Rhino poaching has risen sharply in South Africa, with a total of 333 rhinos illegally killed in 2010 – the highest ever experienced in South Africa and nearly three times the 2009 figure.
This recent rise in poaching threatens to reverse hard-won population increases achieved by conservation authorities during the 20th century. The world famous safari destination Kruger National Park, which is home to the largest populations of both white and black rhinos in the country, was hardest hit, losing 146 rhinos to poaching in 2010. An additional five rhinos have been lost to poaching in South Africa since the New Year.
The current wave of poaching is being committed by sophisticated criminal networks using helicopters, night-vision equipment, veterinary tranquilisers and silencers to kill rhinos at night while attempting to avoid law enforcement patrols. While traditional poachers relied on simple snares, the current threat comes from well-equipped criminals funded by East Asian demand.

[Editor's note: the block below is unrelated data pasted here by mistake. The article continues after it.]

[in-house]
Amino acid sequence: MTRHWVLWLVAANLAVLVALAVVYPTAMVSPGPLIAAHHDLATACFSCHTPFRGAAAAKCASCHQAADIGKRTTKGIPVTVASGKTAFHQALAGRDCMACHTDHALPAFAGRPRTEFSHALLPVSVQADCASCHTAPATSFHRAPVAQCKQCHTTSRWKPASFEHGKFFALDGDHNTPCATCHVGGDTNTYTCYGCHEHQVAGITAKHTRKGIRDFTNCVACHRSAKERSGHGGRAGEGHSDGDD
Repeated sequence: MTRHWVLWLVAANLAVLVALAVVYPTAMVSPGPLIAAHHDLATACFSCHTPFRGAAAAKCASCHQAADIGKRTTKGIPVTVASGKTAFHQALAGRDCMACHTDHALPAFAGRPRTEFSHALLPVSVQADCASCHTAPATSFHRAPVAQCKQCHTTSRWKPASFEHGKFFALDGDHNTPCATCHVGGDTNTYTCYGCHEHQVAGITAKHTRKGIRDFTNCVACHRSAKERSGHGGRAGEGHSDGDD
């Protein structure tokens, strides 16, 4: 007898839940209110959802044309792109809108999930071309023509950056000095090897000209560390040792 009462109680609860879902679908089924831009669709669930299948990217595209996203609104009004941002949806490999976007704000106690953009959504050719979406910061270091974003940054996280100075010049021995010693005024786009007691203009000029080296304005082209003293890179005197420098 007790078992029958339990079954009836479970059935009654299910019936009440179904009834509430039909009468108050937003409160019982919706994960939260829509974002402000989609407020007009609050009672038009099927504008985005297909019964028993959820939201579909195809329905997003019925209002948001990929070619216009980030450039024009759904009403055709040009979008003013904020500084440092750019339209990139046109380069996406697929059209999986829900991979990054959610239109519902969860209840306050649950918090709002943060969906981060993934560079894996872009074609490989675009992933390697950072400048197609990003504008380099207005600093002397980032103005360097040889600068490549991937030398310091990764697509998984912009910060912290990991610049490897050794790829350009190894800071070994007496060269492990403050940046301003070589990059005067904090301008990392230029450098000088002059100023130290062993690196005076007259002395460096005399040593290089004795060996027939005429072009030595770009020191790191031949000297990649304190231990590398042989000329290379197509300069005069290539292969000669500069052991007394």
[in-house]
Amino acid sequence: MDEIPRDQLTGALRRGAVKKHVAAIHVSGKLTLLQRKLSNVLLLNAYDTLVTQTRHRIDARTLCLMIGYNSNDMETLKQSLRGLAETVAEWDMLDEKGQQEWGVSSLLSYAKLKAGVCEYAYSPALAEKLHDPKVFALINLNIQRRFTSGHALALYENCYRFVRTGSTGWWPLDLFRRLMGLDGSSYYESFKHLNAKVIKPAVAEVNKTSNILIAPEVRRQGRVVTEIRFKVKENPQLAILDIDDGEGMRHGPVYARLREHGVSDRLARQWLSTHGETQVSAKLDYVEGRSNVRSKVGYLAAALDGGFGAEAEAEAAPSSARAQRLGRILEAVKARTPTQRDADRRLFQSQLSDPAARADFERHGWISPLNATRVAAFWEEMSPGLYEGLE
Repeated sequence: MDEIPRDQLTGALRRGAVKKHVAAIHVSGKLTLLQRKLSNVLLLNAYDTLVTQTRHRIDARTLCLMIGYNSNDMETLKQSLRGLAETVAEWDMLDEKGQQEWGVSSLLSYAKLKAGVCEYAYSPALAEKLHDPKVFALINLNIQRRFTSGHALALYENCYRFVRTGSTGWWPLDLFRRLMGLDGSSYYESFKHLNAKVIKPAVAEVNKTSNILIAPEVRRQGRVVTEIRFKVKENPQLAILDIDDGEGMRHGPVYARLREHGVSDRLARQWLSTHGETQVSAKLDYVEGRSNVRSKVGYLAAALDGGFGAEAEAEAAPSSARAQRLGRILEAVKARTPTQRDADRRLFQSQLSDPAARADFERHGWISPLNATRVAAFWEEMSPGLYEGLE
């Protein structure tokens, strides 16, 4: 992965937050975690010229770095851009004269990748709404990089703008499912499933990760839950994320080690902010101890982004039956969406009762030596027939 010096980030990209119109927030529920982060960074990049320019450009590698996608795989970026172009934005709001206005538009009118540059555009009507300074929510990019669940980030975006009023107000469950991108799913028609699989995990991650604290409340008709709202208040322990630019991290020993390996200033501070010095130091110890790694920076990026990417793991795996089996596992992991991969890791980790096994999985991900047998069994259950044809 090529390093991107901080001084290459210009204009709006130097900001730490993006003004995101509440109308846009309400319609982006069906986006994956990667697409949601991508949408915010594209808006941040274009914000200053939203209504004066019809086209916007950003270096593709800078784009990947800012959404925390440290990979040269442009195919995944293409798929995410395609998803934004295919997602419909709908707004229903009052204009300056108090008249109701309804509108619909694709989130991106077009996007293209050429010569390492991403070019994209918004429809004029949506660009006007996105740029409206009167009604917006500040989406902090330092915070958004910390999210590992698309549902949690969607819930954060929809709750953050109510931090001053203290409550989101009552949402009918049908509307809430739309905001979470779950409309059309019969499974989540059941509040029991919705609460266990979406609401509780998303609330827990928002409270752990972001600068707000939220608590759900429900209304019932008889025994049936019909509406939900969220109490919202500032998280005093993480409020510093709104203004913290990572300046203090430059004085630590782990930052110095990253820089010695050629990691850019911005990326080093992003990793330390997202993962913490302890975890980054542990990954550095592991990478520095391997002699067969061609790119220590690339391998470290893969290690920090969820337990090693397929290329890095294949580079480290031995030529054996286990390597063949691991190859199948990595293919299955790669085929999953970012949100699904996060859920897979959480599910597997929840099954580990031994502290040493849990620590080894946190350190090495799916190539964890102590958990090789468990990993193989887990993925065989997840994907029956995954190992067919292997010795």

Rhino products have long been prized as an ingredient in traditional Asian medicine. It has even been claimed recently that rhino horn possesses cancer-curing properties, despite there being no medical evidence to support the assertion.
South Africa has responded by intensifying its law enforcement efforts, and made approximately 162 poaching arrests last year.
“Many more successful convictions, backed up by appropriately daunting penalties will significantly demonstrate the South African government’s commitment to preventing the clouding of the country’s excellent rhino conservation track record that it has built up over the past several decades.” Dr. Morné du Plessis, CEO of WWF South Africa.
21,000 rhinos in South Africa
The recovery of southern white rhinos from less than 100 in the late 19th century to more than 20,000 today is a remarkable conservation success story attributable to concerted conservation action. But the recent rise in poaching threatens everything that has been achieved to date, and even risks South Africa’s popularity as the unique destination to view the famous ‘Big Five’ – elephant, lion, leopard, buffalo and rhino.
To find out more about rhino poaching in South Africa, see the WWF press release.
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Alex Royan, ARKive Species Text Author